CLEVE F. ADAMS – No Wings on a Cop. Handi-Book #112, paperback original, 1950. Harlequin #256, Canada, paperback, 1953.

   Cleve F. Adams (1895-1949) was a fairly prolific writer for the detective pulps in the 1930s and early 40s before making the transition to hardcover novels under not only his name but as John Spain and Franklin Charles. His most well-known series character was a hard-boiled PI named Rex McBride, but even the latter is little remembered today.

   Before getting the story line of this one, one of two he wrote that came out in paperback only, there is a tale to tell about it. As I understand it, No Wings on a Cop began life as a pulp story, then after Adams’s death was expanded into a novel as a favor to his wife by fellow pulp writer Robert Leslie Bellem. In James Reasoner’s online review of the book, he suggests the original story may have been, in his words: “‘Clean Sweep,’ from the August 24, 1940 issue of Detective Fiction Weekly, which, according to the Fictionmags Index, features police lieutenant John J. Shannon, the hero of No Wings on a Cop.”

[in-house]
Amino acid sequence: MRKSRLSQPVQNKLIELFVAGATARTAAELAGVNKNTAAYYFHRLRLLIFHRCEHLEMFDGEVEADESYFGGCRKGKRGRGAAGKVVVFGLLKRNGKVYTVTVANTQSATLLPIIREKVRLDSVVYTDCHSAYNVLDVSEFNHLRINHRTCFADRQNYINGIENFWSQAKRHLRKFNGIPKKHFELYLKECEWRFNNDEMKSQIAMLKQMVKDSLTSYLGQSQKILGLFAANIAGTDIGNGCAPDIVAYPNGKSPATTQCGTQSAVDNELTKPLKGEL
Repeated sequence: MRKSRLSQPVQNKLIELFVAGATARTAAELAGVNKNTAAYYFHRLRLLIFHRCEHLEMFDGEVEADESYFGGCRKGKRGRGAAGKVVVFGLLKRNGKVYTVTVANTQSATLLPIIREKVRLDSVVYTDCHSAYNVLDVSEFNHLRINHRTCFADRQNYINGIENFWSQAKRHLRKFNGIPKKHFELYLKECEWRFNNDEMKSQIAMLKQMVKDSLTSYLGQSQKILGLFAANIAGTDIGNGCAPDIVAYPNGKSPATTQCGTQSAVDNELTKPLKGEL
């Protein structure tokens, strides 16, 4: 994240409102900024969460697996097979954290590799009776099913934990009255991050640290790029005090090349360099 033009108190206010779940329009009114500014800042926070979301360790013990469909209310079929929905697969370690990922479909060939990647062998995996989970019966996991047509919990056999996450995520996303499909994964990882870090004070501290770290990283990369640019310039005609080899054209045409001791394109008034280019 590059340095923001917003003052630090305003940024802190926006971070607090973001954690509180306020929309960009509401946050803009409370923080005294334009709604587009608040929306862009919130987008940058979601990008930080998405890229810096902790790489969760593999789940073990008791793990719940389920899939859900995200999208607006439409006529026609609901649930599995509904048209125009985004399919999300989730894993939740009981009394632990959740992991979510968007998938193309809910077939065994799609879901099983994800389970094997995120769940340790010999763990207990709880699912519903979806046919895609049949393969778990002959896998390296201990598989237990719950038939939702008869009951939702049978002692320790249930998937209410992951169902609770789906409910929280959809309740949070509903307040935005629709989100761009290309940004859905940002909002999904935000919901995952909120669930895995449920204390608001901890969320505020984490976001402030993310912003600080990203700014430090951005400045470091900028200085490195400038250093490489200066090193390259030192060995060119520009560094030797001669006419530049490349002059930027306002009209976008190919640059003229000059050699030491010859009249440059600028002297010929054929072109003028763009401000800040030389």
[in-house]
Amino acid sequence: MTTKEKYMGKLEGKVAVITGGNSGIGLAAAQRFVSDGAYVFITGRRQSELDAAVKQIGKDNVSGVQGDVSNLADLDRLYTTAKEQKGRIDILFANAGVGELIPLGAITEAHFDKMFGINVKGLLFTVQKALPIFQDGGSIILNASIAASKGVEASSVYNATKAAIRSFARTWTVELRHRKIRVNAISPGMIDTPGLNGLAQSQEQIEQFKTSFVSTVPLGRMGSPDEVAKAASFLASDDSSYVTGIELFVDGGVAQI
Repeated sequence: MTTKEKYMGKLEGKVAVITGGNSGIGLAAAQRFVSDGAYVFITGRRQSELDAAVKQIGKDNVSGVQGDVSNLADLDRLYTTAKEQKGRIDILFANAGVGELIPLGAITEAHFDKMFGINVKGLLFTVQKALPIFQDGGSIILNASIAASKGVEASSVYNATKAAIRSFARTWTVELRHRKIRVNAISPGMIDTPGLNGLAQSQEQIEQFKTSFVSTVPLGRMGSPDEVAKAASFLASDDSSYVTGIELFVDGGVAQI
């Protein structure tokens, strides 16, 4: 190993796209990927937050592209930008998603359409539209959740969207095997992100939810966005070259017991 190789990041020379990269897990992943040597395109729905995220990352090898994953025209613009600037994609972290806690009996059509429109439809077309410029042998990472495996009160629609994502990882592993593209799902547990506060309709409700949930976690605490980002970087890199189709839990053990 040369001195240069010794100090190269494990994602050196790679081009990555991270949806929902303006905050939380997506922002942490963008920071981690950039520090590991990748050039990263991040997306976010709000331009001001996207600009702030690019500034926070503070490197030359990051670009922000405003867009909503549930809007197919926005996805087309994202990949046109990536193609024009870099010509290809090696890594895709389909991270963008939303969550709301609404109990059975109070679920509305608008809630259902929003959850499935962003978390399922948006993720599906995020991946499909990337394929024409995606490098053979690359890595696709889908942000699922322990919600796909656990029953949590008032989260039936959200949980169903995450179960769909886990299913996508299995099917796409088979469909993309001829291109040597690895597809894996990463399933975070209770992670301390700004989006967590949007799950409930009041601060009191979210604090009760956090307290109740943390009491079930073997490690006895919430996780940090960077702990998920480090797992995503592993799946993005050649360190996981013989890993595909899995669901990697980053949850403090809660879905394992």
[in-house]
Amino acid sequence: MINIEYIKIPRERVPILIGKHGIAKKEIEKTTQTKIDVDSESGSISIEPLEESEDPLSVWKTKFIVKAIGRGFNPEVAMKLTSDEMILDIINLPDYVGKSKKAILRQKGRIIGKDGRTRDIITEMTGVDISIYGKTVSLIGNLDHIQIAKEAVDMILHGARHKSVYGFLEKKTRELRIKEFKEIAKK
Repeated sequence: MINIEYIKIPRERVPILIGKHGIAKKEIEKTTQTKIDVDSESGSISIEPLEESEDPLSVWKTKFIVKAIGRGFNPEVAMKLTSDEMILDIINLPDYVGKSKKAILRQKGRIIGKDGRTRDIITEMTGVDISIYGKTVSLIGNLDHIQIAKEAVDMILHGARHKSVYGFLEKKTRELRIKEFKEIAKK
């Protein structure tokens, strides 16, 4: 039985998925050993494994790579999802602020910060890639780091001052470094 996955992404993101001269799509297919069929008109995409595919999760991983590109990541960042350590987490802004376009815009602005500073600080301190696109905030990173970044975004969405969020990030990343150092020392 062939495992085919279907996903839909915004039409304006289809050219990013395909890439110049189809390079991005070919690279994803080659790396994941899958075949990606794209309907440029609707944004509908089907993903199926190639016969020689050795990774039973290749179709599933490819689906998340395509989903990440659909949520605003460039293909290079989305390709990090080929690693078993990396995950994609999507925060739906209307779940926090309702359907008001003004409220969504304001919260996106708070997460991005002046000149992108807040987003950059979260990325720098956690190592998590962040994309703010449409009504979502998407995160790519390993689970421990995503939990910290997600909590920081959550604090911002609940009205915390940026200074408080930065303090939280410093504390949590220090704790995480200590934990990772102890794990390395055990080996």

From the title, this is good detective work on James’s part, but it’s still only one possibility among a handful of others it may have been. Until someone is able to check it out to be sure, we’ll have to leave it as an open, unanswered question.

   John J. Shannon was also the name of the title character in the novel The Private Eye that Adams wrote in 1942. Everyone assumes it’s the same character, but when it was, and why Shannon made the transition from police lieutenant to PI is a story that Adams never told. (I may be wrong about that.)

   The main story line in No Wings on a Cop is a very common one in its day, that of corruption in a small town involving a the head of the local rackets and working its way up to (possibly) the mayor and several members of the police force. Shannon gets involved when a fellow officer and a good friend is killed, with the suggestion that he was on the take.

   Shannon knows better and spends the entire book trying to come up with evidence to prove it. His kind of investigation involves a goodly amount of gunplay, but as it turns out, he has a head on his shoulders as well, and a good instinct for who’s running on the wrong side of the track. He also has one arm in a cast all through the book, a hindrance that doesn’t show him down one bit.

   Unfortunately I’ve read a lot of stories like this before, and I found this one slow going for most of the first half of the book. Things picked up considerably after that, but all in all, while competently written, it’s still not better than average, even for the genre it’s in. I wouldn’t say this a “must read” for anyone reading this, but I’m glad I finally got around to reading it.